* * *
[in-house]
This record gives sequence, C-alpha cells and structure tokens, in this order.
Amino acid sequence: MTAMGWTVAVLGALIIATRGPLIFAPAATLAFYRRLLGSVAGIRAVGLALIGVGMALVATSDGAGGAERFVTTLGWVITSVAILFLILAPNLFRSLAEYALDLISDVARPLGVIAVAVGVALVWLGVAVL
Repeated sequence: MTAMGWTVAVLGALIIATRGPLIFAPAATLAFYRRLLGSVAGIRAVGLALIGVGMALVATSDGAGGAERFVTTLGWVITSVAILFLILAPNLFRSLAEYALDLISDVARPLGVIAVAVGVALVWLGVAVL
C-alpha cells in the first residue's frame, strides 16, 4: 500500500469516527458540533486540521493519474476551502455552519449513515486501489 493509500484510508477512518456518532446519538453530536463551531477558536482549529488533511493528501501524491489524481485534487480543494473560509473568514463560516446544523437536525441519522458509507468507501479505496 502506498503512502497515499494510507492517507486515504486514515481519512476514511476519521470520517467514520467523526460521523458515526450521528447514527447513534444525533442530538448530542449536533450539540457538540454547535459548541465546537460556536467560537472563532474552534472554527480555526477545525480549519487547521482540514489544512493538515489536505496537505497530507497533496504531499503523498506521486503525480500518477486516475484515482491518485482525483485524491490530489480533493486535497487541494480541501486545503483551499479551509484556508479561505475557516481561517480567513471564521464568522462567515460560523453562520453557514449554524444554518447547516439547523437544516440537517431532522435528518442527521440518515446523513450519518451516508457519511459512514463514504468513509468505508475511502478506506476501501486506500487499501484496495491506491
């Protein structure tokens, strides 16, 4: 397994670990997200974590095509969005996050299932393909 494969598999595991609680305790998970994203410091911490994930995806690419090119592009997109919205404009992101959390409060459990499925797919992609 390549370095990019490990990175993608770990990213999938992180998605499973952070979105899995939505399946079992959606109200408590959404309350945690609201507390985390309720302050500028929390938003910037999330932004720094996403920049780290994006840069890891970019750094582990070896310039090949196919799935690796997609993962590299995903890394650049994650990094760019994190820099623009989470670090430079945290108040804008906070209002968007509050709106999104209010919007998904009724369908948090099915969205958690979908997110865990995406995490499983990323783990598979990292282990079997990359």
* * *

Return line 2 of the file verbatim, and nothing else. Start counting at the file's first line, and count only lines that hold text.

This record gives sequence, C-alpha cells and structure tokens, in this order.